MSSS SKIPPING MODIFICATION
Originator: Ron Greene <firstname.lastname@example.org>
Contributor: Eric Fawcett <email@example.com>
Purpose: To eliminate/reduce the very common problem of the stock MSSS CD
player skipping like a banshee.
Required tools/parts: Phillips Screwdriver, 1/2" Thick sponge or spongy
weather stripping (approx. 12" length by 3/4" width by 1/2" thick), small
rubber washers or more sponge (read these instructions thoroughly to decide for yourself).
Thanks to everyone who responded. After doing some research and talking to a couple of
people, here is what I found concerning the Stock MSSS CD unit skipping way too much. Be
advised that this procedure seems to have fixed mine but I cannot guarantee it will do
anything for you:
- The radio is well placed in the dash to the point it might as well be welded to the
- I took apart the center console/radio dash getting a better look for myself. There
are many screws that must be taken out.
- There are two screws behind the eyeball vents. just pop the vents out to see them.
- There are two screws in the console box and one under the ashtray/cupholder.
- There are two screws (one on each side) of the center console towards the front.
- Lift the center console out of the way (remember to remove your shift knob and
disconnect the two plugs that go from the dash to the center console).
- Once the center console has been removed, you will see two more screws at the bottom of
the radio dash (they were previously hidden by the center console). Remove these
- Now you should be able to remove the radio dash (the plastic piece going around the
radio, vents and controls). The radio dash is held on by three clip type prongs (one
on each side center and one at the bottom center). Carefully pull the radio dash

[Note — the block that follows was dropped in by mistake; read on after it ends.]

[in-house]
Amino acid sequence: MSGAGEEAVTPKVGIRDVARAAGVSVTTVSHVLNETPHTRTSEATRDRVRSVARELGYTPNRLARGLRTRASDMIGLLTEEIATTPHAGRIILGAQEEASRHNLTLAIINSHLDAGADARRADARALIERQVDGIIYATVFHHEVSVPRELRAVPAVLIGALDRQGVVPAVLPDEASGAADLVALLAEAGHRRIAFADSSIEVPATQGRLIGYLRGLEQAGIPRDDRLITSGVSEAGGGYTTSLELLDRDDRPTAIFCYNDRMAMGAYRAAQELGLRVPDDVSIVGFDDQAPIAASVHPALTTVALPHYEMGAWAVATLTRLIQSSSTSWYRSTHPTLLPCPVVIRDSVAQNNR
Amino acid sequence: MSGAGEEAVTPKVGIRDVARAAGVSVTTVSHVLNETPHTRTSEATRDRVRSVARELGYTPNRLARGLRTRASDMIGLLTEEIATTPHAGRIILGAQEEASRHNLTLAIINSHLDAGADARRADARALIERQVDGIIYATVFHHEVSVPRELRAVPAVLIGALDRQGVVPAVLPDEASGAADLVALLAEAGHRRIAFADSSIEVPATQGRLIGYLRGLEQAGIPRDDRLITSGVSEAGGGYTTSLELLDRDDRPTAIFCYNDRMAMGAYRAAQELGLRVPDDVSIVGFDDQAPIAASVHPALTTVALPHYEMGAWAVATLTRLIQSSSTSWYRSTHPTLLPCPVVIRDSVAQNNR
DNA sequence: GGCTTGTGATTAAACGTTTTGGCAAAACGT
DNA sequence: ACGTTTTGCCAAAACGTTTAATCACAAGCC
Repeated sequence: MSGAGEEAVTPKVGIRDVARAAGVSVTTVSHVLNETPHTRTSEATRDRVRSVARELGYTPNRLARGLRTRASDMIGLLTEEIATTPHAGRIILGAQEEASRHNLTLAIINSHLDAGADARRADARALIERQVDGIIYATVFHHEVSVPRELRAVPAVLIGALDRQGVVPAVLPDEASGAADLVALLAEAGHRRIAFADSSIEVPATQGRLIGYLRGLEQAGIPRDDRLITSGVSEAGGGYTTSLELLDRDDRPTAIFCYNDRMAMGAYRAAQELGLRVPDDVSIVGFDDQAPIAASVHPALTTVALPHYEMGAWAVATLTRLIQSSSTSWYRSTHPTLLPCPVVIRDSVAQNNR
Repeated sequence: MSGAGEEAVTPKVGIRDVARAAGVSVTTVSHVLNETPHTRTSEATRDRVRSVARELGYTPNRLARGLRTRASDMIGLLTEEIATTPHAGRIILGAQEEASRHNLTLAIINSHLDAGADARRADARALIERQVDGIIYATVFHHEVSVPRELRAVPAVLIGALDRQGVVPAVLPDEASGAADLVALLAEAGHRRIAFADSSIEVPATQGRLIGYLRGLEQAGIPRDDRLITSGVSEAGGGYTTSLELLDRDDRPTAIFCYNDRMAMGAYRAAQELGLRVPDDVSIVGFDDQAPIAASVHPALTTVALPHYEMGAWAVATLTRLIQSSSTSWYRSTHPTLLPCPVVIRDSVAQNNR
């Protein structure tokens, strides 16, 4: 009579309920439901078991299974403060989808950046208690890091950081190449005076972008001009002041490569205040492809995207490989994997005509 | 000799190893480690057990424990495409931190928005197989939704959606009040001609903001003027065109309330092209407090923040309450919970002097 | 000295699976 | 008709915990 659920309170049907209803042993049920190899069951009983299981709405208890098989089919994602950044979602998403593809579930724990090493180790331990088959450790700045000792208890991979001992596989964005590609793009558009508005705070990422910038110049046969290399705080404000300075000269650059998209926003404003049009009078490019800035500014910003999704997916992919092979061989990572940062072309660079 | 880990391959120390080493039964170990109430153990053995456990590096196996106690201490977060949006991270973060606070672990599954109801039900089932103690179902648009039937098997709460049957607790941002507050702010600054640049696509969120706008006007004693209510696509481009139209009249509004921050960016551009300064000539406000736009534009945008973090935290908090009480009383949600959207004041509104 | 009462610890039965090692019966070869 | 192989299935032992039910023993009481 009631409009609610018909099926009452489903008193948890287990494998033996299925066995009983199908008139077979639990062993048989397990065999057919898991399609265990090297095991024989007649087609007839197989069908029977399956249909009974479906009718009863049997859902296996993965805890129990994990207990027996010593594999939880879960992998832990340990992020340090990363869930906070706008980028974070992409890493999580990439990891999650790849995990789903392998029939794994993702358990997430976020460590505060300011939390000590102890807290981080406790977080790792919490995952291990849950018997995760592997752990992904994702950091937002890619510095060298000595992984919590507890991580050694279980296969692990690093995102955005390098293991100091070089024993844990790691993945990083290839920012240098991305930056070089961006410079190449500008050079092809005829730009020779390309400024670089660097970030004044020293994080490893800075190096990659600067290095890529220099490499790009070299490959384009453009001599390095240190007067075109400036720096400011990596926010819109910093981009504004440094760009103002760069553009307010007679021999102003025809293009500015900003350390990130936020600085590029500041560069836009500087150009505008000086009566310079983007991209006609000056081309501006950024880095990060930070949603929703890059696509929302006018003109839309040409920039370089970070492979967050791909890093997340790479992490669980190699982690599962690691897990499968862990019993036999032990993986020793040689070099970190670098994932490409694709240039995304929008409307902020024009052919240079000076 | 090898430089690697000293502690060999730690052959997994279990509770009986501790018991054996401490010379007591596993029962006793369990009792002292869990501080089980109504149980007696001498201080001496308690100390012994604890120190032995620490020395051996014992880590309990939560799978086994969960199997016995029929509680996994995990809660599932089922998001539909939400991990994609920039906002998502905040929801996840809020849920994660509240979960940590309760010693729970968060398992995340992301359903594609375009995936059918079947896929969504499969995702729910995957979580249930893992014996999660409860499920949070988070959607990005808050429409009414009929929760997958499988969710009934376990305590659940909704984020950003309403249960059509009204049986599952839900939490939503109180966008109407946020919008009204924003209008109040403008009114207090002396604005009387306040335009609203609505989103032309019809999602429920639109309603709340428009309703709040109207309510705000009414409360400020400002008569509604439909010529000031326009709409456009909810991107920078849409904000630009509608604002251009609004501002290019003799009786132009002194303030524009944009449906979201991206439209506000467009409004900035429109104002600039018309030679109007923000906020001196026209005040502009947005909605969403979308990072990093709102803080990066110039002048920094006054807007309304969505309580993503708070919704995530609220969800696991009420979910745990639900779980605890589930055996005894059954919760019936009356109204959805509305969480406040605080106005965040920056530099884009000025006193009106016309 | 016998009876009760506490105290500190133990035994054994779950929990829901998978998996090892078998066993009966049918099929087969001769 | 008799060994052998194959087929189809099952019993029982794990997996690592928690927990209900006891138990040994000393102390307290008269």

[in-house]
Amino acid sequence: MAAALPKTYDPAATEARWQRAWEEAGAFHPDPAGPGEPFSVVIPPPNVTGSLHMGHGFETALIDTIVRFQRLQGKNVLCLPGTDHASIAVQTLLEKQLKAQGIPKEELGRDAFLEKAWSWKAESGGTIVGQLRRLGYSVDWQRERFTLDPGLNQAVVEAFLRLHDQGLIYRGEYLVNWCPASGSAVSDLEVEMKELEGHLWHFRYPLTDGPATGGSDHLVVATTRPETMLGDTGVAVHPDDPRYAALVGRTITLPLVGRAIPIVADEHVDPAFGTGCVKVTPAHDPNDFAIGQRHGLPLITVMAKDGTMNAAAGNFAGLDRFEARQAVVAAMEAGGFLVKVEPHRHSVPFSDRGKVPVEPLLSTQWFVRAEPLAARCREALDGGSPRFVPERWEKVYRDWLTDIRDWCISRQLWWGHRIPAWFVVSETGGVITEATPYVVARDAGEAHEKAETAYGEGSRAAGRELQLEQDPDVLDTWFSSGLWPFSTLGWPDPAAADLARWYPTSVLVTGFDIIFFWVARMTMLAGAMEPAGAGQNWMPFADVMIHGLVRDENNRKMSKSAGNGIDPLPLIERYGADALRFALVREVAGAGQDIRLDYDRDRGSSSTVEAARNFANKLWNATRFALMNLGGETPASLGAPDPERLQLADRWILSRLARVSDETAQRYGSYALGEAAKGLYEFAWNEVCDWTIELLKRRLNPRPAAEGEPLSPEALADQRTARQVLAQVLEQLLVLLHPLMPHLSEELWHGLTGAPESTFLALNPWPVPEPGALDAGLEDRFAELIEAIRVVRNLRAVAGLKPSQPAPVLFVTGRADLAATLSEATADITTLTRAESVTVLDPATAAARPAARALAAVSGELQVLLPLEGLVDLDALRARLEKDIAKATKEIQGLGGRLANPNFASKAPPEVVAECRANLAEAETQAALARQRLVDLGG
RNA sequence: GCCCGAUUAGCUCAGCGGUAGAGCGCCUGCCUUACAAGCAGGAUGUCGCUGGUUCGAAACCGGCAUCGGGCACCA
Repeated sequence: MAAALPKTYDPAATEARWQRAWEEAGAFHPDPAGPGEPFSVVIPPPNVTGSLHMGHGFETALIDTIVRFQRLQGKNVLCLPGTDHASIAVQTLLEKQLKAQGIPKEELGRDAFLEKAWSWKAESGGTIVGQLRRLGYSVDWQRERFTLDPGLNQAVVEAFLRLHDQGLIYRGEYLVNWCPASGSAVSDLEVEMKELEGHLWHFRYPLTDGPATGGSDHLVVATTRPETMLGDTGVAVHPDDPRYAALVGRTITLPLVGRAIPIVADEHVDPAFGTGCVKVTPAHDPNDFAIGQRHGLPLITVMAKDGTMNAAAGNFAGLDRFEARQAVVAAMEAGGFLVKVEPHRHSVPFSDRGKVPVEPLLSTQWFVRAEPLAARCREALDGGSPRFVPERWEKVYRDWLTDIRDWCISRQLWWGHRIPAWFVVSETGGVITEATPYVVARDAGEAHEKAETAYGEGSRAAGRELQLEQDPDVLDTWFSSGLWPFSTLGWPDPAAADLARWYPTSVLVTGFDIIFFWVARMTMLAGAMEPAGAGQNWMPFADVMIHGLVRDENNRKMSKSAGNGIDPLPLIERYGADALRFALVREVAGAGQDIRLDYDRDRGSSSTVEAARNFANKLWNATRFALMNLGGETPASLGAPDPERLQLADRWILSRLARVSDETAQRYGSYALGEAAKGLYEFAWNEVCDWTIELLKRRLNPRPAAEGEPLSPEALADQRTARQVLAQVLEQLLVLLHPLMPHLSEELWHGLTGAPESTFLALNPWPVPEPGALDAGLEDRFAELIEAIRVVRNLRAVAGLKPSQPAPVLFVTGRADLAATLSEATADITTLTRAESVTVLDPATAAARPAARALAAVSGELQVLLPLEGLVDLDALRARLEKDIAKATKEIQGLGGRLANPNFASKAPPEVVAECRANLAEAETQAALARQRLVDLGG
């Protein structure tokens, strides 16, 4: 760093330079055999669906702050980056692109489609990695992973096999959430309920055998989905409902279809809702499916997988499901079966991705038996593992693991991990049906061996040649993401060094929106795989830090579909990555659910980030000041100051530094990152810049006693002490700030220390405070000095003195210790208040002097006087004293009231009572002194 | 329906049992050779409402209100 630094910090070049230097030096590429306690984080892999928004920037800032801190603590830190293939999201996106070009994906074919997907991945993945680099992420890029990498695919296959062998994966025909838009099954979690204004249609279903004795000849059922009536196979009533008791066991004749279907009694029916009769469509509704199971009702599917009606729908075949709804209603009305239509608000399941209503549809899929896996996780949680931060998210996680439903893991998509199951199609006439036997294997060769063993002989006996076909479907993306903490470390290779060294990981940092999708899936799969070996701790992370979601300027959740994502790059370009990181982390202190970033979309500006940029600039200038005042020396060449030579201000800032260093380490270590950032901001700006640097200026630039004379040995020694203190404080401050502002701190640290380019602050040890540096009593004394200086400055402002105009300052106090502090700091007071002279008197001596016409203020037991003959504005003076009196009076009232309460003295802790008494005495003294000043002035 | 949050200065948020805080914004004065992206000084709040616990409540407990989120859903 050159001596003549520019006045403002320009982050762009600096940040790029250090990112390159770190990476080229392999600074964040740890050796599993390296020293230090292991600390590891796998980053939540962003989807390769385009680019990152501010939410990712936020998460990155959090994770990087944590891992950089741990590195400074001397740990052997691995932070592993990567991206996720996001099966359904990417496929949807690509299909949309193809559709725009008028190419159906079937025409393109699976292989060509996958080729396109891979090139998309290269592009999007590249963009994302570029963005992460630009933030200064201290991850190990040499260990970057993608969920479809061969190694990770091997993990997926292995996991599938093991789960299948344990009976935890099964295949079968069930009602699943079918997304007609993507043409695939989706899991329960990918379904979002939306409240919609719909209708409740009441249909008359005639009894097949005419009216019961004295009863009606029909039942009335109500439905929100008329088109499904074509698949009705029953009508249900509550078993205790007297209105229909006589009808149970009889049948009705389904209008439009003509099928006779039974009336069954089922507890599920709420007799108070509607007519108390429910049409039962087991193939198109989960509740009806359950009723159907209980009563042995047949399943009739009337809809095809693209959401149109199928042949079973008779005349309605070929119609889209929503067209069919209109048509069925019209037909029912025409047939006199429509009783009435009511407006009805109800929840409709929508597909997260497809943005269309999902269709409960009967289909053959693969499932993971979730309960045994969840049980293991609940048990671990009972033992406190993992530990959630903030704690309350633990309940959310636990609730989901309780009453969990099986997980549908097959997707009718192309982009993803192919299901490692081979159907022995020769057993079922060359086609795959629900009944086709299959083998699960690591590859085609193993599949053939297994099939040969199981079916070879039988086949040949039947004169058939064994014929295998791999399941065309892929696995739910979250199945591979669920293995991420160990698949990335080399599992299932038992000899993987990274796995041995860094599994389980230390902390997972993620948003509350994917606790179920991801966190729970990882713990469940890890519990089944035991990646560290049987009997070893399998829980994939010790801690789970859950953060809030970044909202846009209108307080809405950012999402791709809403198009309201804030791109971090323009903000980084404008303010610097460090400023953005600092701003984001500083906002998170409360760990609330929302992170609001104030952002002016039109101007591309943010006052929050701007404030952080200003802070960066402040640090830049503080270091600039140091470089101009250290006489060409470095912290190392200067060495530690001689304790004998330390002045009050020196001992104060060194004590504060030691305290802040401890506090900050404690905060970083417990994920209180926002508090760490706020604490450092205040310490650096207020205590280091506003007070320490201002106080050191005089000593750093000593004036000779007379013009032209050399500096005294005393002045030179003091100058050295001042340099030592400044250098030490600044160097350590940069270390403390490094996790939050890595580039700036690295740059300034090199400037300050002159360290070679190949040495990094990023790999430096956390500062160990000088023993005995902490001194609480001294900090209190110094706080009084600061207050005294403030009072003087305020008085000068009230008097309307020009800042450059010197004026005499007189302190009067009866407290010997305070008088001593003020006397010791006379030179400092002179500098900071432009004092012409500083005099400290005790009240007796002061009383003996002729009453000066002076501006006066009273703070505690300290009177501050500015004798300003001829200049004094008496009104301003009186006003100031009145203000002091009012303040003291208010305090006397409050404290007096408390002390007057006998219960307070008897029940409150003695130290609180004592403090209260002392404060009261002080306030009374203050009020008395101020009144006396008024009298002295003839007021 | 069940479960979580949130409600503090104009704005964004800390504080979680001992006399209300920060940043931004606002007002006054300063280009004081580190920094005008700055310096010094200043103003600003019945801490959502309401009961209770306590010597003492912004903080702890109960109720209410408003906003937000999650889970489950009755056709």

straight out to disengage the clip prongs (it takes a little force).
- You should now see the MSSS unit in all it's glory. Remove the the four screws that are
at each corner.
- Here's the tricky part... We need to move the MSSS out of the way so you can get to the
radio bay: Pull the unit out straight towards you (Mine was difficult as some of the
wires that connect to the back were wrapped around a bracket, but with a little force the
bracket bent enough to free the wires, you might not have this problem). You need to
pull the unit out enough to be able to get your hand in and disconnect the three plugs (one
upper left and two bottom right). Once you get the plugs disconnected there will still
be the antenna and a grounding wire connected to the back of the MSSS, but I was able to
get the MSSS out and had enough slack in the antenna/grounding wire to move it out of the
way without disconnecting these.
- On the back of the MSSS you'll find a small tongue with black rubber on it (it fits
into the bracket in the back of the radio bay when the MSSS is pushed in) . Its held
on by one screw. Take it off.
- If you look at the bottom where the radio rests in the dash you'll see the two raised
areas that support the bottom of the MSSS. I took two pieces of sponge and glued them
down. Use something that is 1/2 inch thick but not stiff. Others have used some of that
1/2 inch sticky-back spongy weather stripping instead of sponge and also had positive
- OPTIONAL: The originator of this fix didn't do this, but I did so I
thought I'd mention it: I also put a piece of the 1/2 inch sticky-back spongy weather
stripping on the bracket in the back of the bay. This is the bracket that the rubber
tongue (removed earlier) use to fit into, it is also the bracket my wires were
wrapped around in Step 4 above. Anyway, I bent the bracket back into position and slapped
some weather stripping on it for good measure.
- I placed the radio back in the dash (don't forget to re-connect the three plugs/wire
harnesses) and screwed the four screws back in. I put a small piece of sponge between
the screw and the dash and left about a 1/16 of an inch loose. Others have used small
rubber washers instead of sponge and also had positive results.
- Re-install radio dash, screws, eyeball vents, center console (don't forget the two
plugs), screws again and shift knob.
"I took the car for a test drive, making sure to hit some railroad tracks at a
good speed. The car bounced significantly, but not a single skip."
- Ron Greene 11/98 (originator of the fix)
"I would say your fix solved 90% of my skipping problems. My route to work each
morning averages two or three skips one way, this morning... Not one skip! Since the fix
I've only had one skip, but it was on a real nasty stretch of pavement that shakes the
whole car, even the skip I had wasn't as bad as it used to be."
- Eric Fawcett 12/98 (Fan of the fix)